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Personalized Medicine (continued)

  • Another example of personalized medicine, according to a recent report in the Proceedings of the National Academy of Sciences, is bucindolol, a drug once thought to be useful in treating heart failure that initially failed but now may find new life.

    While bucindolol flunked clinical trials with heart failure patients, two academic researchers found that it helps a subset of patients who share a particular genetic variation.


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Gene Therapy

Nine of eleven French children with severe combined immune deficiency (SCID or the “bubble boy syndrome”) were treated with gene therapy. Their signs and symptoms resolved, and they were able to have normal lives. Two of the nine developed leukemia.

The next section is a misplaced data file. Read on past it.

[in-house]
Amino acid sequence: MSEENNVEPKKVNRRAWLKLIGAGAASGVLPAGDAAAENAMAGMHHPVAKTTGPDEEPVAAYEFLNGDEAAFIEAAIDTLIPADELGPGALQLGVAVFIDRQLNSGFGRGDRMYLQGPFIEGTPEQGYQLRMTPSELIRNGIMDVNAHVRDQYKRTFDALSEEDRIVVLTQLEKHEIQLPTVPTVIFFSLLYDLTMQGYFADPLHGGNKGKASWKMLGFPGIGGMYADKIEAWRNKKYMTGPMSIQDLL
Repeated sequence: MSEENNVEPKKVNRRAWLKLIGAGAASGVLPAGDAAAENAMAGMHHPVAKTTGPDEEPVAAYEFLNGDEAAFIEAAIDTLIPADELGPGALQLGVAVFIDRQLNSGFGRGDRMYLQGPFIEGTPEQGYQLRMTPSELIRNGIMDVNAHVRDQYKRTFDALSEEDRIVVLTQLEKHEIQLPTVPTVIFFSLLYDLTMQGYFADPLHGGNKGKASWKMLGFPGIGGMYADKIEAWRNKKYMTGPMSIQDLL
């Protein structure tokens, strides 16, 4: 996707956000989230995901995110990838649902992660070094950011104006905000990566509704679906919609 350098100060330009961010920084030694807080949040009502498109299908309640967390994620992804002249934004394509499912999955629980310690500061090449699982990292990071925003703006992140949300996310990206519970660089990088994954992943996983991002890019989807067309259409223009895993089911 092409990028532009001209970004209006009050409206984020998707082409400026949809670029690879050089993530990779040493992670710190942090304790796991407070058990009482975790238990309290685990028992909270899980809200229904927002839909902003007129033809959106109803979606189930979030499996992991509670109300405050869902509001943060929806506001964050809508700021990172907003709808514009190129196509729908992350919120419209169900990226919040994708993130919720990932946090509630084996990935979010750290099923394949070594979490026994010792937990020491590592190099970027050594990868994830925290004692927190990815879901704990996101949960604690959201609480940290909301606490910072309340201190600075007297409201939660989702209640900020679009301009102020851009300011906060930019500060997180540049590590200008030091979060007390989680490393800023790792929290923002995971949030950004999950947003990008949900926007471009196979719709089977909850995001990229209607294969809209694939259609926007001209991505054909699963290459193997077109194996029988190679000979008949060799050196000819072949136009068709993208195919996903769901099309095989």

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Gene Therapy

  • Patient with mild ornithine trans-carbamylase (OTC) deficiency died in adenoviral gene therapy clinical trial.

  • Hemophilia trial with adeno-associated virus vector

    • Evidence of gene in participant’s semen

    • Gene not found in sperm cells (chance of fathering a genetically altered child ), but Recombinant-DNA Advisory Committee (RAC) could not rule out possibility.


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Gene Therapy

  • Significant concerns have been raised about gene therapy.

  • Alternative strategies are being explored.

    • Protein-replacement therapy

    • Small molecule treatments

    • Therapeutic stem cell interventions


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New Hope

  • Biotech's bright hope: Scientists are newly optimistic that gene therapy will help fight the most serious diseases. ( LA Times, August 28, 2006 )

    • To the shrill whine of a high-speed drill, neurosurgeon Dr. Paul Larson makes two nickel-sized holes in Shirley Cooper's skull. Guided by a computerized MRI map, he plunges a long, thin needle through one hole and deep into the brain — and empties the syringe.